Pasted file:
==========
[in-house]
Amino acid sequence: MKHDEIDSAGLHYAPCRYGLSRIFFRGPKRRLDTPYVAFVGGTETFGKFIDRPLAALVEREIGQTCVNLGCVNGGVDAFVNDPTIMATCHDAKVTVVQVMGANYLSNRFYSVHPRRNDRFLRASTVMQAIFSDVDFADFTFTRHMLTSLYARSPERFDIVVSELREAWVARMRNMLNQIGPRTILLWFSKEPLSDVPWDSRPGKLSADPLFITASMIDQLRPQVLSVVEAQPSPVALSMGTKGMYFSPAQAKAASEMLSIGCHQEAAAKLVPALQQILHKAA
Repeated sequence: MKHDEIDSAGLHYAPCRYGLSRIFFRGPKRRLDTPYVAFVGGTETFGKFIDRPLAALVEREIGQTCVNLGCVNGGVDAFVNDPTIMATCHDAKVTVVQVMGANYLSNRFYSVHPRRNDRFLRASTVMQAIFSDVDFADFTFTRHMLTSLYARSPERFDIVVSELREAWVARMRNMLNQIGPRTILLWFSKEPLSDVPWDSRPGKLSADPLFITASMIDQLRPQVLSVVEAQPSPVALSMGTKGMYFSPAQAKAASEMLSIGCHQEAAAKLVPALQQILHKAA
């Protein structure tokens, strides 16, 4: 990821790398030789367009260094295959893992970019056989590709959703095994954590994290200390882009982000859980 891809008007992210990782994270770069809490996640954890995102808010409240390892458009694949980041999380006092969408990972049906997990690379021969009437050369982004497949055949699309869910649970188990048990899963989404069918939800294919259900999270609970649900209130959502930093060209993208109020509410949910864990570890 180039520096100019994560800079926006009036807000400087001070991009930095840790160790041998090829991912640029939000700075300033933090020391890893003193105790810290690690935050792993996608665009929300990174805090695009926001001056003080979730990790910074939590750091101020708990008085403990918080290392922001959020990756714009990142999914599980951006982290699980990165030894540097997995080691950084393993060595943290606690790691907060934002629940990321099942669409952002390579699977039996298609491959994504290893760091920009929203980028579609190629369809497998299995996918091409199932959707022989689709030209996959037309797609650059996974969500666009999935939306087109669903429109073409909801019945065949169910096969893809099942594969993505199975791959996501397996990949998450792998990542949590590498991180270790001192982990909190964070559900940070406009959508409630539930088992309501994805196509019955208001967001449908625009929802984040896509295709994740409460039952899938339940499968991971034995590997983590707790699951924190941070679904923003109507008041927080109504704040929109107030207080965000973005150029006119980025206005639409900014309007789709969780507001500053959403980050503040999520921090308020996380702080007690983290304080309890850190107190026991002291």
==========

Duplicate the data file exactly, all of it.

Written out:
[in-house]
Amino acid sequence: MKHDEIDSAGLHYAPCRYGLSRIFFRGPKRRLDTPYVAFVGGTETFGKFIDRPLAALVEREIGQTCVNLGCVNGGVDAFVNDPTIMATCHDAKVTVVQVMGANYLSNRFYSVHPRRNDRFLRASTVMQAIFSDVDFADFTFTRHMLTSLYARSPERFDIVVSELREAWVARMRNMLNQIGPRTILLWFSKEPLSDVPWDSRPGKLSADPLFITASMIDQLRPQVLSVVEAQPSPVALSMGTKGMYFSPAQAKAASEMLSIGCHQEAAAKLVPALQQILHKAA
Repeated sequence: MKHDEIDSAGLHYAPCRYGLSRIFFRGPKRRLDTPYVAFVGGTETFGKFIDRPLAALVEREIGQTCVNLGCVNGGVDAFVNDPTIMATCHDAKVTVVQVMGANYLSNRFYSVHPRRNDRFLRASTVMQAIFSDVDFADFTFTRHMLTSLYARSPERFDIVVSELREAWVARMRNMLNQIGPRTILLWFSKEPLSDVPWDSRPGKLSADPLFITASMIDQLRPQVLSVVEAQPSPVALSMGTKGMYFSPAQAKAASEMLSIGCHQEAAAKLVPALQQILHKAA
């Protein structure tokens, strides 16, 4: 990821790398030789367009260094295959893992970019056989590709959703095994954590994290200390882009982000859980 891809008007992210990782994270770069809490996640954890995102808010409240390892458009694949980041999380006092969408990972049906997990690379021969009437050369982004497949055949699309869910649970188990048990899963989404069918939800294919259900999270609970649900209130959502930093060209993208109020509410949910864990570890 180039520096100019994560800079926006009036807000400087001070991009930095840790160790041998090829991912640029939000700075300033933090020391890893003193105790810290690690935050792993996608665009929300990174805090695009926001001056003080979730990790910074939590750091101020708990008085403990918080290392922001959020990756714009990142999914599980951006982290699980990165030894540097997995080691950084393993060595943290606690790691907060934002629940990321099942669409952002390579699977039996298609491959994504290893760091920009929203980028579609190629369809497998299995996918091409199932959707022989689709030209996959037309797609650059996974969500666009999935939306087109669903429109073409909801019945065949169910096969893809099942594969993505199975791959996501397996990949998450792998990542949590590498991180270790001192982990909190964070559900940070406009959508409630539930088992309501994805196509019955208001967001449908625009929802984040896509295709994740409460039952899938339940499968991971034995590997983590707790699951924190941070679904923003109507008041927080109504704040929109107030207080965000973005150029006119980025206005639409900014309007789709969780507001500053959403980050503040999520921090308020996380702080007690983290304080309890850190107190026991002291």